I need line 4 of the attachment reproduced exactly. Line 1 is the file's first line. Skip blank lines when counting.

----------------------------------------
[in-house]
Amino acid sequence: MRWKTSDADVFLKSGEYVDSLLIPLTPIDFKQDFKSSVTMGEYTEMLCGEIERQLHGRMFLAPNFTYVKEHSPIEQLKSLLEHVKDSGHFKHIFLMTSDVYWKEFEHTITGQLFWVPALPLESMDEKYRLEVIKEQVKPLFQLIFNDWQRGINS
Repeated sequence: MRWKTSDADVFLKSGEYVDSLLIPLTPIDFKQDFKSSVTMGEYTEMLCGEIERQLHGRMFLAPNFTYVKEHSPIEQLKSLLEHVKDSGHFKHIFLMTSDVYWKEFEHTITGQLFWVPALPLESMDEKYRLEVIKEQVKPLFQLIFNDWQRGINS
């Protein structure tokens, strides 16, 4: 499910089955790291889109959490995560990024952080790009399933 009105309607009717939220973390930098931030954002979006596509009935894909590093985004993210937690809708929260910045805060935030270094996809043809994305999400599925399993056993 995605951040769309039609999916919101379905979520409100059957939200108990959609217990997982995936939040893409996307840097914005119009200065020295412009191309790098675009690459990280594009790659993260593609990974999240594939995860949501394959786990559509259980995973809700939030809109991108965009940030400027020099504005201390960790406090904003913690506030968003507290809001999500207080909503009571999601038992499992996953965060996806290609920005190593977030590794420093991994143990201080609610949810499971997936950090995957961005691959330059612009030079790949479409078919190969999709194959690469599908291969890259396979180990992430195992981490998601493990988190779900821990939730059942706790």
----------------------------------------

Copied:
């Protein structure tokens, strides 16, 4: 499910089955790291889109959490995560990024952080790009399933 009105309607009717939220973390930098931030954002979006596509009935894909590093985004993210937690809708929260910045805060935030270094996809043809994305999400599925399993056993 995605951040769309039609999916919101379905979520409100059957939200108990959609217990997982995936939040893409996307840097914005119009200065020295412009191309790098675009690459990280594009790659993260593609990974999240594939995860949501394959786990559509259980995973809700939030809109991108965009940030400027020099504005201390960790406090904003913690506030968003507290809001999500207080909503009571999601038992499992996953965060996806290609920005190593977030590794420093991994143990201080609610949810499971997936950090995957961005691959330059612009030079790949479409078919190969999709194959690469599908291969890259396979180990992430195992981490998601493990988190779900821990939730059942706790």